Chinese temple with views of Sandakan
Published/Last edited or updated: 13th November, 2016
The extravagant Chinese Buddhist temple perches four kilometres west of the centre of Sandakan. Not as ancient and incense soaked as some of the older temples in town, Puu Jih Shih is bright and shiny, relatively newly built in 1987. Rows of white Buddha statues flank the driveway as you enter. Leave your shoes on shelves provided at the entrance overlooking the sea. The interior is a gaudy mix of red, gold and blue and features writhing dragon-entwined pillars, illuminated statues and gilt Buddhas in all his forms. Tiled floors, polished until they gleam, reflect all and the more recently painted ceiling. Towers of small gold Buddhas are labelled with the Chinese names of contributors who have donated to the temple: three characters for an individual, and five for a family name.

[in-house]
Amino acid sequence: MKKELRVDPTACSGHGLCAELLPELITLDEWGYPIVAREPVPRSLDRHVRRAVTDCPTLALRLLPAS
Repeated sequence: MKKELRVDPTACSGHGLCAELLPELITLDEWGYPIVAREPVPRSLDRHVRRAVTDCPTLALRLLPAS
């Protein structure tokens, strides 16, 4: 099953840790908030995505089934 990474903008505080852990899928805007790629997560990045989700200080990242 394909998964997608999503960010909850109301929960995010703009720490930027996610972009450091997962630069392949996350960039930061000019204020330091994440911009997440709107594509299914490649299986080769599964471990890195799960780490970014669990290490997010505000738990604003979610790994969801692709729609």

Looking down from the temple to the terraced gardens below, a topiary hedge forms a large swastika. Late afternoon, you may be lucky to witness the nuns (or perhaps monks), chanting, twinkling bells and beating the large drum, an atmospheric backdrop as the sun sets. Give yourself at least half an hour to snap some pictures and admire the vista. The temple has clean toilets.
To get to Puu Jih Shih Temple, catch a bus along Jalan Leila to Tanah Merah, you will have to walk 1.5 kilometres uphill to the temple, alternatively a taxi from town is 25 ringgit.
Sally spent twelve years leading tourists around Indonesia and Malaysia where she collected a lot of stuff. She once carried a 40kg rug overland across Java. Her house has been described as a cross between a museum and a library. Fuelled by coffee, she can often be found riding her bike or petting stray cats. Sally believes travel is the key to world peace.
These tours are provided by Travelfish partner GetYourGuide.
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